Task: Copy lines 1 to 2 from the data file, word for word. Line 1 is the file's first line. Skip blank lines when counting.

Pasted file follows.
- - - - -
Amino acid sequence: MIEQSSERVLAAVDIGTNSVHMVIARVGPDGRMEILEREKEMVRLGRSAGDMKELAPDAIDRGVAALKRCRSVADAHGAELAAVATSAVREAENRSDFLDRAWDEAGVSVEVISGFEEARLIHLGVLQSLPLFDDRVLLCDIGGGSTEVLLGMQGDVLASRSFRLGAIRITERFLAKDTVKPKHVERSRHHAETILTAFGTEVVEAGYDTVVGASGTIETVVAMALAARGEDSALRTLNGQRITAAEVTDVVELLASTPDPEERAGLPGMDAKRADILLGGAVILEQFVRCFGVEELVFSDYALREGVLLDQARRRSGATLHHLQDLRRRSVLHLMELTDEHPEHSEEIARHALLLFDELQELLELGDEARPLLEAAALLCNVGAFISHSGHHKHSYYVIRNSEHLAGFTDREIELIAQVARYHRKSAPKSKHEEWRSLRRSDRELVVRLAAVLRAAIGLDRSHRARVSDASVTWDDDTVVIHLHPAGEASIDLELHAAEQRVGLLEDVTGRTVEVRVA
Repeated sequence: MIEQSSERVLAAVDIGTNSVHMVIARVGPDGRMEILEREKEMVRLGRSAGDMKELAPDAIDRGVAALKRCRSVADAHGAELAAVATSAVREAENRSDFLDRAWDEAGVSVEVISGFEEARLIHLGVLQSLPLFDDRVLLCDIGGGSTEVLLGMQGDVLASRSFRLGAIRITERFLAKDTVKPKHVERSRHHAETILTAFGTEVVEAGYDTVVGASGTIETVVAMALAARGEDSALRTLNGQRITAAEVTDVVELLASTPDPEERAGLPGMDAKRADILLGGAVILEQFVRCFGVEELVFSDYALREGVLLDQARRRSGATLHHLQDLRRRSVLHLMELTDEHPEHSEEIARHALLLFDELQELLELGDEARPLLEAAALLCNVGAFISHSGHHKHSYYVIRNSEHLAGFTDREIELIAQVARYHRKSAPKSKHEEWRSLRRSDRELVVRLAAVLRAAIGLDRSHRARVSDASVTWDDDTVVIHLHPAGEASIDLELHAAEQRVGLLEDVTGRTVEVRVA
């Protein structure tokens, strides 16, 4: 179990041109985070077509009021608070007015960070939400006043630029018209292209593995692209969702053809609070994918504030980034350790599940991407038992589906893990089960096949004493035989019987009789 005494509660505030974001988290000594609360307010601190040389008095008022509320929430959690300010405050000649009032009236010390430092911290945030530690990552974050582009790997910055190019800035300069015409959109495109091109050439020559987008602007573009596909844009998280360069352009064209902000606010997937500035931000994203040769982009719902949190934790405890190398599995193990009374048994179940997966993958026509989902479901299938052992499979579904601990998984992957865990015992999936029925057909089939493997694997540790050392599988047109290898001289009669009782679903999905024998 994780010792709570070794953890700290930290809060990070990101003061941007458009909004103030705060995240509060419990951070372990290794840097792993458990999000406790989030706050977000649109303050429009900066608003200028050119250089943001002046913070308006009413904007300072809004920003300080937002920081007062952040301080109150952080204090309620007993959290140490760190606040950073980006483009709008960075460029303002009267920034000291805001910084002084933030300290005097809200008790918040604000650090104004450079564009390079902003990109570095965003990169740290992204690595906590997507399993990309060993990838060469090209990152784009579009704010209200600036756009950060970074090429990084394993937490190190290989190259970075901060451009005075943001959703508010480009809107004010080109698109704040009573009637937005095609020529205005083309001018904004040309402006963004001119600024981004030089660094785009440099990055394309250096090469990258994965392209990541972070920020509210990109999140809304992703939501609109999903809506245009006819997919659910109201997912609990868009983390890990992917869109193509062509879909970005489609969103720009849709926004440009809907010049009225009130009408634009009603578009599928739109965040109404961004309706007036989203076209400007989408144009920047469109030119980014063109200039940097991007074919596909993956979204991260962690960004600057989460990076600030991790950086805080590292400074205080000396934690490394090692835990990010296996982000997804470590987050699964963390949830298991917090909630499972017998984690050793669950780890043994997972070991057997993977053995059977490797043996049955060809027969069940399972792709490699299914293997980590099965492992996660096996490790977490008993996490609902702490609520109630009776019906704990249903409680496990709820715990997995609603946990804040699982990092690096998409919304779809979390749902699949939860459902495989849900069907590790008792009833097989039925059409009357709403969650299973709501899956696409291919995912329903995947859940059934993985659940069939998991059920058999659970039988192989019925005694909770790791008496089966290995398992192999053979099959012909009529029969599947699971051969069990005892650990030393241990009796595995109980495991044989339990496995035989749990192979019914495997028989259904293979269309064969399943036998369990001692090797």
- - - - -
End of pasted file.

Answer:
Amino acid sequence: MIEQSSERVLAAVDIGTNSVHMVIARVGPDGRMEILEREKEMVRLGRSAGDMKELAPDAIDRGVAALKRCRSVADAHGAELAAVATSAVREAENRSDFLDRAWDEAGVSVEVISGFEEARLIHLGVLQSLPLFDDRVLLCDIGGGSTEVLLGMQGDVLASRSFRLGAIRITERFLAKDTVKPKHVERSRHHAETILTAFGTEVVEAGYDTVVGASGTIETVVAMALAARGEDSALRTLNGQRITAAEVTDVVELLASTPDPEERAGLPGMDAKRADILLGGAVILEQFVRCFGVEELVFSDYALREGVLLDQARRRSGATLHHLQDLRRRSVLHLMELTDEHPEHSEEIARHALLLFDELQELLELGDEARPLLEAAALLCNVGAFISHSGHHKHSYYVIRNSEHLAGFTDREIELIAQVARYHRKSAPKSKHEEWRSLRRSDRELVVRLAAVLRAAIGLDRSHRARVSDASVTWDDDTVVIHLHPAGEASIDLELHAAEQRVGLLEDVTGRTVEVRVA
Repeated sequence: MIEQSSERVLAAVDIGTNSVHMVIARVGPDGRMEILEREKEMVRLGRSAGDMKELAPDAIDRGVAALKRCRSVADAHGAELAAVATSAVREAENRSDFLDRAWDEAGVSVEVISGFEEARLIHLGVLQSLPLFDDRVLLCDIGGGSTEVLLGMQGDVLASRSFRLGAIRITERFLAKDTVKPKHVERSRHHAETILTAFGTEVVEAGYDTVVGASGTIETVVAMALAARGEDSALRTLNGQRITAAEVTDVVELLASTPDPEERAGLPGMDAKRADILLGGAVILEQFVRCFGVEELVFSDYALREGVLLDQARRRSGATLHHLQDLRRRSVLHLMELTDEHPEHSEEIARHALLLFDELQELLELGDEARPLLEAAALLCNVGAFISHSGHHKHSYYVIRNSEHLAGFTDREIELIAQVARYHRKSAPKSKHEEWRSLRRSDRELVVRLAAVLRAAIGLDRSHRARVSDASVTWDDDTVVIHLHPAGEASIDLELHAAEQRVGLLEDVTGRTVEVRVA